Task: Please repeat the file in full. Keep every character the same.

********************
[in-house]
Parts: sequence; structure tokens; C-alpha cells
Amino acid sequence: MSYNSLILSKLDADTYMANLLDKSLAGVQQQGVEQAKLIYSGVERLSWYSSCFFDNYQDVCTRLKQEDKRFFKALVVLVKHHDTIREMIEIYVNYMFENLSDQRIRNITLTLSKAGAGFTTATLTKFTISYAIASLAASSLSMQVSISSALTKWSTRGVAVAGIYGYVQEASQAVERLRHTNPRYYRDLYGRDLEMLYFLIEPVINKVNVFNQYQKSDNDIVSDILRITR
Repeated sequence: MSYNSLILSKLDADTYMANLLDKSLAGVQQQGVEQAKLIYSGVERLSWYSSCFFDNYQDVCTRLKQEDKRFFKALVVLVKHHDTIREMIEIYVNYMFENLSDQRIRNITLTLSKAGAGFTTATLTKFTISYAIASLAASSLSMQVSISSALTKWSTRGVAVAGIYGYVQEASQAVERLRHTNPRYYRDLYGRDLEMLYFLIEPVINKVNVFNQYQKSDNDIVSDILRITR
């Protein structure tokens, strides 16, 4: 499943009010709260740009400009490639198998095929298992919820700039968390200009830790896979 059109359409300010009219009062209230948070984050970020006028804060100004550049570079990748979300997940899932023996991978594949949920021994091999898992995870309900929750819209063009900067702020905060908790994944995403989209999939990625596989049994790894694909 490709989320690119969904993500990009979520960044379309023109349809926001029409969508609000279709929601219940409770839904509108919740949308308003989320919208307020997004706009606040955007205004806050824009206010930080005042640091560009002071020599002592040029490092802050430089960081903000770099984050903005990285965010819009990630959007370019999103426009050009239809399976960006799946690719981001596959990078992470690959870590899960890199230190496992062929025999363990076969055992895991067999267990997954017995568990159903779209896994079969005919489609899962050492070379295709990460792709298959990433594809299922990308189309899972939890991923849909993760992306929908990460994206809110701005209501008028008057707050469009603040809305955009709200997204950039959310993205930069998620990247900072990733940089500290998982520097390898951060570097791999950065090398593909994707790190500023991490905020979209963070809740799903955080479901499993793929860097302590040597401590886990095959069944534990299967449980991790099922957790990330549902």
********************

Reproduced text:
[in-house]
Parts: sequence; structure tokens; C-alpha cells
Amino acid sequence: MSYNSLILSKLDADTYMANLLDKSLAGVQQQGVEQAKLIYSGVERLSWYSSCFFDNYQDVCTRLKQEDKRFFKALVVLVKHHDTIREMIEIYVNYMFENLSDQRIRNITLTLSKAGAGFTTATLTKFTISYAIASLAASSLSMQVSISSALTKWSTRGVAVAGIYGYVQEASQAVERLRHTNPRYYRDLYGRDLEMLYFLIEPVINKVNVFNQYQKSDNDIVSDILRITR
Repeated sequence: MSYNSLILSKLDADTYMANLLDKSLAGVQQQGVEQAKLIYSGVERLSWYSSCFFDNYQDVCTRLKQEDKRFFKALVVLVKHHDTIREMIEIYVNYMFENLSDQRIRNITLTLSKAGAGFTTATLTKFTISYAIASLAASSLSMQVSISSALTKWSTRGVAVAGIYGYVQEASQAVERLRHTNPRYYRDLYGRDLEMLYFLIEPVINKVNVFNQYQKSDNDIVSDILRITR
């Protein structure tokens, strides 16, 4: 499943009010709260740009400009490639198998095929298992919820700039968390200009830790896979 059109359409300010009219009062209230948070984050970020006028804060100004550049570079990748979300997940899932023996991978594949949920021994091999898992995870309900929750819209063009900067702020905060908790994944995403989209999939990625596989049994790894694909 490709989320690119969904993500990009979520960044379309023109349809926001029409969508609000279709929601219940409770839904509108919740949308308003989320919208307020997004706009606040955007205004806050824009206010930080005042640091560009002071020599002592040029490092802050430089960081903000770099984050903005990285965010819009990630959007370019999103426009050009239809399976960006799946690719981001596959990078992470690959870590899960890199230190496992062929025999363990076969055992895991067999267990997954017995568990159903779209896994079969005919489609899962050492070379295709990460792709298959990433594809299922990308189309899972939890991923849909993760992306929908990460994206809110701005209501008028008057707050469009603040809305955009709200997204950039959310993205930069998620990247900072990733940089500290998982520097390898951060570097791999950065090398593909994707790190500023991490905020979209963070809740799903955080479901499993793929860097302590040597401590886990095959069944534990299967449980991790099922957790990330549902």